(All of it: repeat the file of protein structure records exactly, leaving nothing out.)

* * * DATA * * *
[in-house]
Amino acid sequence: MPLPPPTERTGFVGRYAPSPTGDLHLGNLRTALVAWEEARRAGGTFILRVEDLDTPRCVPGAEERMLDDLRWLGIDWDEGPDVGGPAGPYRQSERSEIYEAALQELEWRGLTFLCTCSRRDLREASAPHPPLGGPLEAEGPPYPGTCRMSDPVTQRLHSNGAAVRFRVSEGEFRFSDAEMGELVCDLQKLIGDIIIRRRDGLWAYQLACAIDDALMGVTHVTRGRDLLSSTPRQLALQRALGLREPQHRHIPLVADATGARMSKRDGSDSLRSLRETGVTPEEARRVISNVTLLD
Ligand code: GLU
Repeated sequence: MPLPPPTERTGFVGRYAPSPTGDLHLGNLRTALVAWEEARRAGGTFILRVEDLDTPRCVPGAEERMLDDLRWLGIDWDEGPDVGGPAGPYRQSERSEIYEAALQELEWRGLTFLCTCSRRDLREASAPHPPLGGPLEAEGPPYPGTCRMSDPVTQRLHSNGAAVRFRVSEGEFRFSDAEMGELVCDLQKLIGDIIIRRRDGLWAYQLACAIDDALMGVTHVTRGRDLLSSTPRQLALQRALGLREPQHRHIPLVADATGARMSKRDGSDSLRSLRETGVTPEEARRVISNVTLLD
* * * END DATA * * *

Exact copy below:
[in-house]
Amino acid sequence: MPLPPPTERTGFVGRYAPSPTGDLHLGNLRTALVAWEEARRAGGTFILRVEDLDTPRCVPGAEERMLDDLRWLGIDWDEGPDVGGPAGPYRQSERSEIYEAALQELEWRGLTFLCTCSRRDLREASAPHPPLGGPLEAEGPPYPGTCRMSDPVTQRLHSNGAAVRFRVSEGEFRFSDAEMGELVCDLQKLIGDIIIRRRDGLWAYQLACAIDDALMGVTHVTRGRDLLSSTPRQLALQRALGLREPQHRHIPLVADATGARMSKRDGSDSLRSLRETGVTPEEARRVISNVTLLD
Ligand code: GLU
Repeated sequence: MPLPPPTERTGFVGRYAPSPTGDLHLGNLRTALVAWEEARRAGGTFILRVEDLDTPRCVPGAEERMLDDLRWLGIDWDEGPDVGGPAGPYRQSERSEIYEAALQELEWRGLTFLCTCSRRDLREASAPHPPLGGPLEAEGPPYPGTCRMSDPVTQRLHSNGAAVRFRVSEGEFRFSDAEMGELVCDLQKLIGDIIIRRRDGLWAYQLACAIDDALMGVTHVTRGRDLLSSTPRQLALQRALGLREPQHRHIPLVADATGARMSKRDGSDSLRSLRETGVTPEEARRVISNVTLLD